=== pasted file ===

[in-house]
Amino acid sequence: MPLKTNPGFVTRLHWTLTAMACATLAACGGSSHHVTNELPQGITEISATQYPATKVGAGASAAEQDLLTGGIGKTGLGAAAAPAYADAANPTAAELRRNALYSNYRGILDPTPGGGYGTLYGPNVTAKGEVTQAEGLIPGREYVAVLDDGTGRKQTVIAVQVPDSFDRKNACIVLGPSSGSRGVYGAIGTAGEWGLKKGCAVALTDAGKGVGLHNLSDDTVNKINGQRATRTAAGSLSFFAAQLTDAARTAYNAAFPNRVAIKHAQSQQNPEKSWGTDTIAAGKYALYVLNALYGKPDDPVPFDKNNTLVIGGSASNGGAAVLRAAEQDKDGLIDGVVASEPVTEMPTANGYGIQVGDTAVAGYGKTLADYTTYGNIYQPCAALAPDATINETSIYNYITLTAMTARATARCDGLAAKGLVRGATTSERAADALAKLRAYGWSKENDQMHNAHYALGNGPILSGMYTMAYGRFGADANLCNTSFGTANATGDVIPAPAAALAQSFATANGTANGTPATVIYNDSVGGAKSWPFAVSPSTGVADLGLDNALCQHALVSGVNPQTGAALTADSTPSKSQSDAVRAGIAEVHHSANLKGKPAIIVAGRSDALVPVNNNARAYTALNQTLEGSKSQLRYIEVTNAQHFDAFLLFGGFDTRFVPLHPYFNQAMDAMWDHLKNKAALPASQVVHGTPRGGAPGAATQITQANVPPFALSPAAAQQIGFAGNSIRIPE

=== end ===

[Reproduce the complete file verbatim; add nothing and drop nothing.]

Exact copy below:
[in-house]
Amino acid sequence: MPLKTNPGFVTRLHWTLTAMACATLAACGGSSHHVTNELPQGITEISATQYPATKVGAGASAAEQDLLTGGIGKTGLGAAAAPAYADAANPTAAELRRNALYSNYRGILDPTPGGGYGTLYGPNVTAKGEVTQAEGLIPGREYVAVLDDGTGRKQTVIAVQVPDSFDRKNACIVLGPSSGSRGVYGAIGTAGEWGLKKGCAVALTDAGKGVGLHNLSDDTVNKINGQRATRTAAGSLSFFAAQLTDAARTAYNAAFPNRVAIKHAQSQQNPEKSWGTDTIAAGKYALYVLNALYGKPDDPVPFDKNNTLVIGGSASNGGAAVLRAAEQDKDGLIDGVVASEPVTEMPTANGYGIQVGDTAVAGYGKTLADYTTYGNIYQPCAALAPDATINETSIYNYITLTAMTARATARCDGLAAKGLVRGATTSERAADALAKLRAYGWSKENDQMHNAHYALGNGPILSGMYTMAYGRFGADANLCNTSFGTANATGDVIPAPAAALAQSFATANGTANGTPATVIYNDSVGGAKSWPFAVSPSTGVADLGLDNALCQHALVSGVNPQTGAALTADSTPSKSQSDAVRAGIAEVHHSANLKGKPAIIVAGRSDALVPVNNNARAYTALNQTLEGSKSQLRYIEVTNAQHFDAFLLFGGFDTRFVPLHPYFNQAMDAMWDHLKNKAALPASQVVHGTPRGGAPGAATQITQANVPPFALSPAAAQQIGFAGNSIRIPE